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OpenOakland works to improve the lives of Oaklanders by advancing civic innovation and open government through community partnerships, engaged volunteers, and civic technology.

We create digital tools to increase access to public information, to help Oaklanders engage more effectively with local government and with each other. We collaborate and partner with Oakland’s civic stakeholders and provide opportunities for civic-minded volunteers to make a difference in their city. If you’re reading this, we’d love you to join us!

We use technology for social good. To find out what we’re about read more, then check out the current projects we’re hacking on— then get plugged in: our community meets weekly for civic hack nights each Tuesday from 6:30–9 p.m. in City Hall Room 3. Join us! Geeks, Suits, Wonks and all Oaklanders are welcome!

For example, check out Open Disclosure to see how we’ve promoted transparency in government. In partnership with Oakland’s Public Ethics Commission and our team of campaign finance designers and developers, you can now see for yourself how money flows through our local political campaigns. Read about Open Disclosure’s September 2014 launch.

Recent Posts

OpenDisclosure: The most populist #OakMayor campaign? #OakMoney

Every candidate is “The People’s Candidate”; their platforms, words, and deeds speak to that. But what do their campaign contributions say? Do they raise money from small, local contributors? From more people vs. a few large contributors? Let’s see one week before election day.

Money from small contributions.

Ruby and Quan win on this, Ruby at 6.15% of her total campaign and Quan with $19,972 dollars raised from under-$100 per contribution. Quan’s accomplishment means at least 200 people gave no more than the limit.

from small contributors
from small contributors
Courtney Ruby 6.15% $9,259
Jean Quan 5.59% $19,972
Rebecca Kaplan 5.42% $15,223
Joe Tuman 5.17% $13,528
Bryan Parker 4.11% $14,339
Libby Schaaf 3.77% $15,882
Dan Siegel 3.23% $6,682
Charles Williams 0.20% $35
Saied Karamooz 0 $0

Self-funded vs. other categories.

All of our filing candidates contributed or loaned their campaigns money from their own pocket. Schaaf and Tuman kept their self-funding below $10K, raising the most from others. With Schaaf raising more than $400K, her self-funding falls below 1%.

Personal funds Percentage
of total from
personal funds
Libby Schaaf $1,053 0%
Joe Tuman $8,897 3%
Charles Williams $15,836 91%
Courtney Ruby $18,503 12%
Jean Quan $79,996 22%
Rebecca Kaplan $80,022 28%
Bryan Parker $99,396 28%
Dan Siegel $125,060 60%
Saied Karamooz $401,464 100%

Number of contributions.

Schaff leads with 1324 contributions of $100 or more. Quan and Tuman are runners up with 892 and 832 respectively.

If you give twice, each contribution counts.

Libby Schaaf 1324
Jean Quan 892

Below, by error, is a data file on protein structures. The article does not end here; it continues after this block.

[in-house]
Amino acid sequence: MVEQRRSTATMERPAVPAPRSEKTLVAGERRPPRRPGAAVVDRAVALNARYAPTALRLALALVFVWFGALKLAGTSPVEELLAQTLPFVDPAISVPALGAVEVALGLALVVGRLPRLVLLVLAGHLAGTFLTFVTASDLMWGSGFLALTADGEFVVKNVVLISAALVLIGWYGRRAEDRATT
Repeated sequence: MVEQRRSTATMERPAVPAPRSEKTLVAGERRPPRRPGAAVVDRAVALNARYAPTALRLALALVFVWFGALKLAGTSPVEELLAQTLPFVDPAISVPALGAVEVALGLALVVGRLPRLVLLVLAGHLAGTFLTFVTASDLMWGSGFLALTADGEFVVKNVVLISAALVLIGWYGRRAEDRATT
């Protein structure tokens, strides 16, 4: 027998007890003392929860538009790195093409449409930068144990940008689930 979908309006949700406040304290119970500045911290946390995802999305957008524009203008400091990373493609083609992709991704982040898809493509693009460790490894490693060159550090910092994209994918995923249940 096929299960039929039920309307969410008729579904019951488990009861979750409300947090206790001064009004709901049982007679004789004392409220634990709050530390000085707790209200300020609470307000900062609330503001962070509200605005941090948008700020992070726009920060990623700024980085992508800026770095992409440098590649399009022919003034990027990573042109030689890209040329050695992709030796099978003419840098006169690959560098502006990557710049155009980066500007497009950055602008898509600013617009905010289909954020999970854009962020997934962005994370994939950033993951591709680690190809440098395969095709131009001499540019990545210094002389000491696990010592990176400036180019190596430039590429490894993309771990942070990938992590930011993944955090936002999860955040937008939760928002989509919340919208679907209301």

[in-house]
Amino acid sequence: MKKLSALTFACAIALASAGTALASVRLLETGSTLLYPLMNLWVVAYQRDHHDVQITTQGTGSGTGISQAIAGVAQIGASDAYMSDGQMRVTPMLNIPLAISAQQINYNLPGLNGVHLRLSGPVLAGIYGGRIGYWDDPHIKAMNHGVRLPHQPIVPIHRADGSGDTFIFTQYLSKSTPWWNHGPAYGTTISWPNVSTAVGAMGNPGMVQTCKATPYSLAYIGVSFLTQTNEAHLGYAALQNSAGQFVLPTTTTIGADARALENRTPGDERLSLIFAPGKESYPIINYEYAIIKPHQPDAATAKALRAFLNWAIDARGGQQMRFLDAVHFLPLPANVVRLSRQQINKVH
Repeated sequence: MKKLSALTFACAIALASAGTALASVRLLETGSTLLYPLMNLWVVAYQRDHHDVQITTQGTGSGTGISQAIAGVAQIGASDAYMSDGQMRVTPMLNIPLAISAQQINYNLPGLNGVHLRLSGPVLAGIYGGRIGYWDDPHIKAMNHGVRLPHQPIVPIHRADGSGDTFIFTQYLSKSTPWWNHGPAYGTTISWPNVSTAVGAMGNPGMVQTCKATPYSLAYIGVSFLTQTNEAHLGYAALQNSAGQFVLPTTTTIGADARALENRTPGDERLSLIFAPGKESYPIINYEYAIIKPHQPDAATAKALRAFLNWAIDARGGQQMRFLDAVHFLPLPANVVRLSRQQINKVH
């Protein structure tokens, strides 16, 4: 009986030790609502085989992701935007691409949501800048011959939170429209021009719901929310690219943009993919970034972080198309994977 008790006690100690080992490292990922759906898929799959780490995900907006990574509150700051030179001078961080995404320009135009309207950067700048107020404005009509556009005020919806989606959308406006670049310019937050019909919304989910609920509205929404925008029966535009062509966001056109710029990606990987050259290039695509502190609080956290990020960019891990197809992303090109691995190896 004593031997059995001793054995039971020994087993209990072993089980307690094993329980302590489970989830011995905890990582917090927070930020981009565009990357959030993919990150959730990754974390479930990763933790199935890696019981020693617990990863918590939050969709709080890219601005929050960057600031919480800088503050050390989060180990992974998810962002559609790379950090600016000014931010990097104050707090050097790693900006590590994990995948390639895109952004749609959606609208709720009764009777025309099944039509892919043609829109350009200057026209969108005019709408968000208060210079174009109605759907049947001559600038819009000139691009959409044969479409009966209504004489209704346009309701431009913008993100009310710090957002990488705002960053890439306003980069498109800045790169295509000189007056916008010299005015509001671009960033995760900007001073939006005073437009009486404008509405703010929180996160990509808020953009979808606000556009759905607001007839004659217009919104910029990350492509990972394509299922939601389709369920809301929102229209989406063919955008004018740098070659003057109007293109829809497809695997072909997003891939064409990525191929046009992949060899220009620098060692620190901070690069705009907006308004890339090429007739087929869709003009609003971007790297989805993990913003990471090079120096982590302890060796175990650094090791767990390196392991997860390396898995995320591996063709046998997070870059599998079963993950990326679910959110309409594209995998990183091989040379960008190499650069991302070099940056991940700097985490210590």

Joe Tuman 832
Courtney Ruby 526
Rebecca Kaplan 519
Bryan Parker 519
Dan Siegel 299
Charles Williams 6
Saied Karamooz 3

Made in Oakland.

This is a misleading analysis and I apologize now as I explain.

By our numbers, Joe Tuman wins “made in Oakland” with 65% of contributions raised from people and organizations who gave Oakland as their address. Libby Schaaf, with 50% and more than $400K raised, wins the “made in Oakland – cash edition” with $211,476 raised locally.

This number excludes each candidate’s self-funding (this wouldn’t tell us much) and the under-$100 non-itemized contributions (no location data).

Why does so much money come from out-of-city contributions? I’ve heard two explanations.

  • It makes financial sense for professionals in partnerships and for small business owners to contribute from their companies instead of their personal accounts. So if you live in Oakland but work in Berkeley, your contribution shows up as out of town. Search the OpenDisclosure for “Inc.“, “LLC“, “LLP“, “LTD” corporate contributors.
  • Some Bay Area interest groups, like unions, have Oakland members or local concerns, but are based elsewhere. Search OpenDisclosure for “union“, “local“, “brotherhood“. “workers“.
  • Some individuals give around the Bay, not only in their back yards.

A great deal of the “not-from-Oakland” money could be from Oaklanders. We can’t tell.

Percentage of amount of itemized contributions from Oakland* Dollars from Oakland
Libby Schaaf 50.20% $211,476
Jean Quan 52.58% $187,860
Joe Tuman 64.86% $169,716
Bryan Parker 37.36% $130,342
Rebecca Kaplan 37.36% $104,935
Courtney Ruby 50.41% $75,895
Dan Siegel 32.01% $66,223
Charles Williams 5.26% $917
Saied Karamooz 0% $-

P.S. Running Without Money

A shout out to the six candidates who are running on a shoe-string. Jason “Shake” Anderson, Ken Houston, Patrick McCullough, Nancy Sidebotham, Peter Liu, and Eric Wilson have kept their campaigns below $1000 and don’t need to file. In a $2.5 million race, this is DIY politics at its best.

P.P.S. Disclaimers.

This back of the napkin analysis is mine alone. Your napkin may vary. The data is from California and Oakland open data sources compiled by The campaigns post to those databases at required deadlines or when convenient, so the data is necessarily incomplete and will be inaccurate. Corrections and suggestions welcome. Quote at your own risk; subject to change.

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